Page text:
Wednesday, March 19, 2008

Russian Affair, Part 13

How do you know when you've fallen out of love? I don't remember, because like pain and grief, falling out of love is difficult to recall. But I think one day you realize, much after the fact, that things are different.

It happened that June of 2004. One Sunday afternoon, some guys from the newspaper invited me out for the day. We'd drive to Mezhdureshensk to meet some of their friends, then have the banya – the Russian sauna - and eat shashlik (meat on skewers) in a park by the river.
We went to the office of their friend Victor, who had lunch prepared for us. I soon realized that Victor was the type of person who expends most of his energy trying to impress everyone else with his wealth and power. After lunch, we picked up Victor's mistress - a tall and stunning blonde half his age - and then to a computer shop, where he bought her a printer. Then we were taken to the mayor's office so that Victor could give the mayor a birthday present. The large and lavishly appointed office was crowded with hangers-on, who were there to give the mayor expensive gifts also. It was an ugly display of pomposity and bootlicking. I looked at the gifts - a laptop computer, leather briefcase, imported champagne and scotch - and thought about the orphanages that I had visited in the area in the past few days, overcrowded dumping grounds for Russia's unwanted, where there were not enough blankets to go around, and infirmaries without even aspirin. The largess of the mayor's office sickened me.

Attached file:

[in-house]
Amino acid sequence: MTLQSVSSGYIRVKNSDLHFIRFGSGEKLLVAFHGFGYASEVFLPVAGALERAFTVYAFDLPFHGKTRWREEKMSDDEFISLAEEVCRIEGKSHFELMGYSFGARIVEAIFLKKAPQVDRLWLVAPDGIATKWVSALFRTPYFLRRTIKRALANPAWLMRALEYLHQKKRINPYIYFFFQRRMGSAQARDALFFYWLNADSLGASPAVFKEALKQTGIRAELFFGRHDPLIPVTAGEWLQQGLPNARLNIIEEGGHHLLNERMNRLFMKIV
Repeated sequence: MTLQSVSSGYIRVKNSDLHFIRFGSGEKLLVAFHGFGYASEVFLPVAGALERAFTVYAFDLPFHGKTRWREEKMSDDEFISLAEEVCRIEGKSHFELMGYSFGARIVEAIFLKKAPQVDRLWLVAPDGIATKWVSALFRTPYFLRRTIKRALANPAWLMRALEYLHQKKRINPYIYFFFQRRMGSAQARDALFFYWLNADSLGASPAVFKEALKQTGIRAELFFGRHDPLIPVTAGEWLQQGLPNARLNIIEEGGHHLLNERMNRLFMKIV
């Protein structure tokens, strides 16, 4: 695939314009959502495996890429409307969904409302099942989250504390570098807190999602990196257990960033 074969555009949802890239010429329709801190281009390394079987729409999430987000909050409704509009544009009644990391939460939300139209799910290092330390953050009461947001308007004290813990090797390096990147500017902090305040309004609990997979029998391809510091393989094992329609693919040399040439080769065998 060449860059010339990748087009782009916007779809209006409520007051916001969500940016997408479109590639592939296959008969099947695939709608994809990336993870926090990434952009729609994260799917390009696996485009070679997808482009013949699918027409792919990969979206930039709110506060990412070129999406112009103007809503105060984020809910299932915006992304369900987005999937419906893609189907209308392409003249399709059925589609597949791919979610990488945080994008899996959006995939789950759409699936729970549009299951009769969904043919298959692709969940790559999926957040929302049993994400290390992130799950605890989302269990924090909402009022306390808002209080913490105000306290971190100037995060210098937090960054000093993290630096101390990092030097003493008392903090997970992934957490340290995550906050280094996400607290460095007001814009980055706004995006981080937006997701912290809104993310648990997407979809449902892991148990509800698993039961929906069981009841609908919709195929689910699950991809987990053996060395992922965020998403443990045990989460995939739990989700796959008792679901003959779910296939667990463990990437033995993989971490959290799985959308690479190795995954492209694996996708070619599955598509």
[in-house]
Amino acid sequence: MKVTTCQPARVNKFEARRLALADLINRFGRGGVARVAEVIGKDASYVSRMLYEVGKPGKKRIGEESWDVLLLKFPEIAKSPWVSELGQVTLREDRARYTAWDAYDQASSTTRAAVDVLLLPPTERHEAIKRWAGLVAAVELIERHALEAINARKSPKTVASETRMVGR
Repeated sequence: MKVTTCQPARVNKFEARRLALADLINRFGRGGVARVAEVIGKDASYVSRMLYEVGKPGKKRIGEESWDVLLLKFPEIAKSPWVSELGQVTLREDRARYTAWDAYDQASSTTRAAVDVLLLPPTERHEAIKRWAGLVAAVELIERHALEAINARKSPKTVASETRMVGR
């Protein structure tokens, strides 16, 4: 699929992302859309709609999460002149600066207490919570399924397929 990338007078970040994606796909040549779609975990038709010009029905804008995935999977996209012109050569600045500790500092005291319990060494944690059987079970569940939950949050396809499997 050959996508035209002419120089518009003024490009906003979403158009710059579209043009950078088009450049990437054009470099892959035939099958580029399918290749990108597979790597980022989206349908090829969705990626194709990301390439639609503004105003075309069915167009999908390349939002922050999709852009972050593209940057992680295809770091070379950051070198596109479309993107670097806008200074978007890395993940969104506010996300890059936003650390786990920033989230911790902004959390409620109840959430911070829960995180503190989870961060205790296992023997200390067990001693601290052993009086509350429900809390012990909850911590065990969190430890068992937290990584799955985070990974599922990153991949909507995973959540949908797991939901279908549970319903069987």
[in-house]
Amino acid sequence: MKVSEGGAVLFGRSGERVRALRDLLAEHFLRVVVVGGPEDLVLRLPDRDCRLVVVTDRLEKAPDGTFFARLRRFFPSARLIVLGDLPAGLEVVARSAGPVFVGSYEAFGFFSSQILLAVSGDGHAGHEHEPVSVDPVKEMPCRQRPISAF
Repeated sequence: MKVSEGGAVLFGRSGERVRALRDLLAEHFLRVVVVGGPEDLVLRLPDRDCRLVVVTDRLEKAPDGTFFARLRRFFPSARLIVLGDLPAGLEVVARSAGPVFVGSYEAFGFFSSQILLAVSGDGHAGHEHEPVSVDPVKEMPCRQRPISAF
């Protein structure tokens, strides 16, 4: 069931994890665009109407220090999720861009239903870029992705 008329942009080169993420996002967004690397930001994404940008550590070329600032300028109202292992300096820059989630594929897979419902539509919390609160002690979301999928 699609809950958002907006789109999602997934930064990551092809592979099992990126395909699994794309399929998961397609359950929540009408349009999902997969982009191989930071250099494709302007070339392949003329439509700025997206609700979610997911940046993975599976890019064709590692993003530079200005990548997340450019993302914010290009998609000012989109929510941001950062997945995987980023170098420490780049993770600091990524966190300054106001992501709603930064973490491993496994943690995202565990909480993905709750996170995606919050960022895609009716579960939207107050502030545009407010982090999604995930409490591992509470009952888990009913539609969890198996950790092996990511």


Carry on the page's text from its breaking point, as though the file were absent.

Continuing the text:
I saw other signs. Putin was proposing to halt foreign adoptions and allow work only by charitable organizations registered with the government – an impossibility for a small charity like our Books for the World. On a more personal note, the excitement and energy had gone out of some friendships, and my original Russian colleague had inexplicably severed our communication. I began to feel as if I had overstayed my welcome.

I had seen almost nothing of Julia that visit, save for a brief meeting for coffee on my last day there. To her, and to my friends at the offices of the Kuznetsk Worker, I said "da svidanya," even though that literally means "until later" in Russian, and I knew that there would be no later. I knew that I would never ride that slow, clattering trolley across the Tom River; never again see the clouds of orange, black and white smoke billowing from the stacks of those steel mills; never stroll along Kirova Street in the evening; never again, never. It was really "goodbye" this time.

No comments: